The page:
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Water fountains on way back to Plainview-Old Bethpage park

The entrance to Plainview-Old Bethpage Community Park.

The entrance to Plainview-Old Bethpage Community Park. Credit: Michael Ebert

Water fountains next to the tennis courts in Plainview-Old Bethpage Community Park were removed two years ago when the park began going through some improvements. Park employees said new fountains were "on order," but there still is no sign of reinstallation. Communication with the Town of Oyster Bay has not produced any response. Those of us who play there appreciate those fountains, especially in hot weather.

-- Jay Becker, Syosset

You won't need to worry about running out of water this summer, Mr. Becker. The Town of Oyster Bay expects to have the water fountains back in time for the season.

Here's why the park has been without fountains for so long: Installation of new ones had to wait for work on the park's other construction projects, many of which involved new concrete installation and piping replacement, town spokeswoman Marta Kane said. If new pipes and fountains had been installed earlier in the process, it would have been necessary to dig them up before other work could proceed, she said.

"All the work was not completed at the same time the water fountains were removed," Kane said. "We anticipate that all this work will be completed by the end of this coming spring season, at which point we should be able to reinstall the water fountains."

Oyster Bay residents with inquiries involving the town's parks can call 516-797-4128.


In September, we looked at a traffic situation in North Amityville. Residents described chaos as drivers on North Ronald Drive would form two lanes to enter Route 110.

The result: Cars entering Route 110 were getting in each other's way. Some would turn right into one of two northbound lanes. Others would cross those two lanes to reach a left turn/U-turn lane.

So neighbors asked if North Ronald could be marked for two exit lanes, each designated so drivers would know where to line up for their intended lane destination.

The state Department of Transportation said traffic engineers would study the location, and here's what they decided: Two exit lanes is not the best solution.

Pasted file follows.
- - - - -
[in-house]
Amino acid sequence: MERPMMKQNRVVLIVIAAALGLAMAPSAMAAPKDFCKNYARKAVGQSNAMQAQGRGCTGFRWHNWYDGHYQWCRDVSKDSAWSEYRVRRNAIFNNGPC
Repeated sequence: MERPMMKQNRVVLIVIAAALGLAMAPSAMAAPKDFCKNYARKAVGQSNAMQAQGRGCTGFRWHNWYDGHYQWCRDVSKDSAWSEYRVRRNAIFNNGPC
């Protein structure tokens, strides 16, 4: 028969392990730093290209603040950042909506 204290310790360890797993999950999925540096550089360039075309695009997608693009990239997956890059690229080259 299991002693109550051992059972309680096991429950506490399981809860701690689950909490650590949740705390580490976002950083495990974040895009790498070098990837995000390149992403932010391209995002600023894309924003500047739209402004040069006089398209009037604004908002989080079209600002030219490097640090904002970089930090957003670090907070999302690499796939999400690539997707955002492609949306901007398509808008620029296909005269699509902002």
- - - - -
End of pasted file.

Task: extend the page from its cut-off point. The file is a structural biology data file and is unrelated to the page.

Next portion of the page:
Still, they agreed that something needs to be done.

The department "will modify the pavement markings to clearly narrow the single outbound lane," spokeswoman Eileen Peters said in a statement. "The correct turning alternative to NY Route 110 will then be clarified and vehicles will be unable to form two exit lanes."

Peters said the engineers reached the decision after examining three years of accidents plus "a review of the roadway geometry and on-site field observations of drivers' actions."

Why not two lanes?

Traffic engineers "must be assured that any change . . . would indeed improve the safety of motorists," Peters said, and they concluded that "two outbound travel lanes would not improve overall safety."

The traffic issue was first brought to our attention by North Ronald resident Lois Thomas. She told us last week she was pleased that the state is taking steps to improve safety at the intersection.

Thomas and other neighbors initially took their concerns to Babylon Town. But it turned out that even though North Ronald is a town street, Babylon has no jurisdiction; that's because within 50 feet of a state road, the state calls the shots.

The work will be done in the upcoming construction season, Peters said.


A measure of quiet has returned to a section of Atlantic Avenue in Lynbrook.

It had vanished several months ago along a stretch of road near Harrison Avenue, home to a number of apartment buildings. After a round of roadwork was completed, a dip in the road remained and produced something akin to a boom when large trucks drove past.

"The house shakes every time a truck goes by," resident Gary Leone told us in the fall. Making the problem worse, Leone said, some of those trucks drive down Atlantic Avenue at 3 or 4 a.m.

He contacted us after he called Nassau County -- Atlantic Avenue is a county road -- and wound up getting switched from one office to another. "I just want the street to be fixed," he said.

It was, shortly after we notified the Department of Public Works. When we checked in last week, the repair appeared to have survived winter.

Best of all, Leone said, the house doesn't shake any more.

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